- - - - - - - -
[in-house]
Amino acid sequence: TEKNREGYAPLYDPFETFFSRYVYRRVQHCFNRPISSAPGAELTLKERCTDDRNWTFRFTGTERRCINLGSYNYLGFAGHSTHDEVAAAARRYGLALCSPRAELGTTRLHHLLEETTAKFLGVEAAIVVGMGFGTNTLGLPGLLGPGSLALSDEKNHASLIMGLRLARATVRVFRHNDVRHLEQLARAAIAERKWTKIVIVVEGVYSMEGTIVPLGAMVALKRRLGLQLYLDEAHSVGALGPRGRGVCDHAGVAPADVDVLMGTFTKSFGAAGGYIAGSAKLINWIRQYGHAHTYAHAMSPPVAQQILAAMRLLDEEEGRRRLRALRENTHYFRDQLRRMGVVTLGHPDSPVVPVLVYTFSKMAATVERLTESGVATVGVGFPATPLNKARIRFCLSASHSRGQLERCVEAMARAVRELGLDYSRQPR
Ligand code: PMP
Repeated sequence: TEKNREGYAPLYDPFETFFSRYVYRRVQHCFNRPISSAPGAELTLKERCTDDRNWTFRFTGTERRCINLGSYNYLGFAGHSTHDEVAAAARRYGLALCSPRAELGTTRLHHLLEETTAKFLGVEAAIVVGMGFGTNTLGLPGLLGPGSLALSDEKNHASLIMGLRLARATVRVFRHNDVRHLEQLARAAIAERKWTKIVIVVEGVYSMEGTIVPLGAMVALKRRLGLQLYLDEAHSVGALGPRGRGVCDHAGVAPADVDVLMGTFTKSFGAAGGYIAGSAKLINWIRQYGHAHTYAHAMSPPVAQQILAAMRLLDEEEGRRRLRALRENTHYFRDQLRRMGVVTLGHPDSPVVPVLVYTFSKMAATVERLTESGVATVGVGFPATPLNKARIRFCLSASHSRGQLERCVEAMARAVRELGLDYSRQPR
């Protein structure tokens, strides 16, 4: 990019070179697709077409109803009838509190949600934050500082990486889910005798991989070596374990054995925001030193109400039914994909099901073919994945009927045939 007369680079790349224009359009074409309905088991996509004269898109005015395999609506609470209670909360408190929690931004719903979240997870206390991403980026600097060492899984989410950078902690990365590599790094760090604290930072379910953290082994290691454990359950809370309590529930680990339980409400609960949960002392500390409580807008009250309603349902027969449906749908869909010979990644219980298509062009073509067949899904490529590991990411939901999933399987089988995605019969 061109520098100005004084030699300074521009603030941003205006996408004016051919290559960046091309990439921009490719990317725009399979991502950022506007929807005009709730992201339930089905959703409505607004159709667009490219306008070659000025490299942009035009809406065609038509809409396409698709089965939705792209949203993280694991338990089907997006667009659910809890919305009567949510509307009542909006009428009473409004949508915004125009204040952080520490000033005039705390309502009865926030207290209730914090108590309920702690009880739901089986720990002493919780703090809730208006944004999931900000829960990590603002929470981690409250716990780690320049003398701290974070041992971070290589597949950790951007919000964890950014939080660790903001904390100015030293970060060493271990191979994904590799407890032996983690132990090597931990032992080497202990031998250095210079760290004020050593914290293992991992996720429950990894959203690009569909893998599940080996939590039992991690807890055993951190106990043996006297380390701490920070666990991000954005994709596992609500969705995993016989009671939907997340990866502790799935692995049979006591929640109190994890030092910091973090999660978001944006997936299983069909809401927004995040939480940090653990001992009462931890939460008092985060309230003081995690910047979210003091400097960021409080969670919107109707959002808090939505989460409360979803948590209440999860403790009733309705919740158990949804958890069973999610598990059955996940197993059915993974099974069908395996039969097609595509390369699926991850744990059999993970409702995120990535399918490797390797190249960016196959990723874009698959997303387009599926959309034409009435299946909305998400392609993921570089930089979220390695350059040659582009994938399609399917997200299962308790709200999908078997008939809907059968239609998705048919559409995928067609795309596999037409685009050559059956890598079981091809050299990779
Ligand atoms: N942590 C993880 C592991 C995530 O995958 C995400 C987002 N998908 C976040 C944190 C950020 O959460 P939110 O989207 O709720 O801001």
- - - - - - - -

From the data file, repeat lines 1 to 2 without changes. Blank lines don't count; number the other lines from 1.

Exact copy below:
[in-house]
Amino acid sequence: TEKNREGYAPLYDPFETFFSRYVYRRVQHCFNRPISSAPGAELTLKERCTDDRNWTFRFTGTERRCINLGSYNYLGFAGHSTHDEVAAAARRYGLALCSPRAELGTTRLHHLLEETTAKFLGVEAAIVVGMGFGTNTLGLPGLLGPGSLALSDEKNHASLIMGLRLARATVRVFRHNDVRHLEQLARAAIAERKWTKIVIVVEGVYSMEGTIVPLGAMVALKRRLGLQLYLDEAHSVGALGPRGRGVCDHAGVAPADVDVLMGTFTKSFGAAGGYIAGSAKLINWIRQYGHAHTYAHAMSPPVAQQILAAMRLLDEEEGRRRLRALRENTHYFRDQLRRMGVVTLGHPDSPVVPVLVYTFSKMAATVERLTESGVATVGVGFPATPLNKARIRFCLSASHSRGQLERCVEAMARAVRELGLDYSRQPR